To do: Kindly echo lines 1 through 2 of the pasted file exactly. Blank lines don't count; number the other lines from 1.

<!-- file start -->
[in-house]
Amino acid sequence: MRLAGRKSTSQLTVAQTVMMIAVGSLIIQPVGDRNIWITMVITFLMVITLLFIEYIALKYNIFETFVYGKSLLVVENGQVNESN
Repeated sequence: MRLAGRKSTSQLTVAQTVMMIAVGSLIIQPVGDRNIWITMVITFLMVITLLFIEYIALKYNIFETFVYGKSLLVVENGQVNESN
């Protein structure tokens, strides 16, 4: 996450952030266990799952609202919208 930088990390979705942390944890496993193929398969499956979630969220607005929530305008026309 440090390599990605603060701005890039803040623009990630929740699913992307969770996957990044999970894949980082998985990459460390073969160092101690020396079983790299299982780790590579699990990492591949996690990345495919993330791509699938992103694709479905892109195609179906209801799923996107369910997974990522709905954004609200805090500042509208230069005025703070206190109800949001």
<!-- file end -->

[in-house]
Amino acid sequence: MRLAGRKSTSQLTVAQTVMMIAVGSLIIQPVGDRNIWITMVITFLMVITLLFIEYIALKYNIFETFVYGKSLLVVENGQVNESN